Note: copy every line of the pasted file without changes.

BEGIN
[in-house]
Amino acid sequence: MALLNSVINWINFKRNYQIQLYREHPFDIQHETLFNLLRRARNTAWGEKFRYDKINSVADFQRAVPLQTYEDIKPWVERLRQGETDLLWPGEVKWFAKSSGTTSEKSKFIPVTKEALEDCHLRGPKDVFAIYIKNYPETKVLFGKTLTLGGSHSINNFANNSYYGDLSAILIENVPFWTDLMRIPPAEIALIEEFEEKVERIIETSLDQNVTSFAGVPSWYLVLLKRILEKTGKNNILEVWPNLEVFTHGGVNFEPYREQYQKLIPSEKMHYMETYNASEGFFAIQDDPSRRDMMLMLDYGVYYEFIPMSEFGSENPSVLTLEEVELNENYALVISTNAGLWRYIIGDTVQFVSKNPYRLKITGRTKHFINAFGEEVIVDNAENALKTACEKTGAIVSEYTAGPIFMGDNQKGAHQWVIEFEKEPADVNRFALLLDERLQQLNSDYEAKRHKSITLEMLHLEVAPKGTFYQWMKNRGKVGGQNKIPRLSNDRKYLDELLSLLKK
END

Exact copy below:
[in-house]
Amino acid sequence: MALLNSVINWINFKRNYQIQLYREHPFDIQHETLFNLLRRARNTAWGEKFRYDKINSVADFQRAVPLQTYEDIKPWVERLRQGETDLLWPGEVKWFAKSSGTTSEKSKFIPVTKEALEDCHLRGPKDVFAIYIKNYPETKVLFGKTLTLGGSHSINNFANNSYYGDLSAILIENVPFWTDLMRIPPAEIALIEEFEEKVERIIETSLDQNVTSFAGVPSWYLVLLKRILEKTGKNNILEVWPNLEVFTHGGVNFEPYREQYQKLIPSEKMHYMETYNASEGFFAIQDDPSRRDMMLMLDYGVYYEFIPMSEFGSENPSVLTLEEVELNENYALVISTNAGLWRYIIGDTVQFVSKNPYRLKITGRTKHFINAFGEEVIVDNAENALKTACEKTGAIVSEYTAGPIFMGDNQKGAHQWVIEFEKEPADVNRFALLLDERLQQLNSDYEAKRHKSITLEMLHLEVAPKGTFYQWMKNRGKVGGQNKIPRLSNDRKYLDELLSLLKK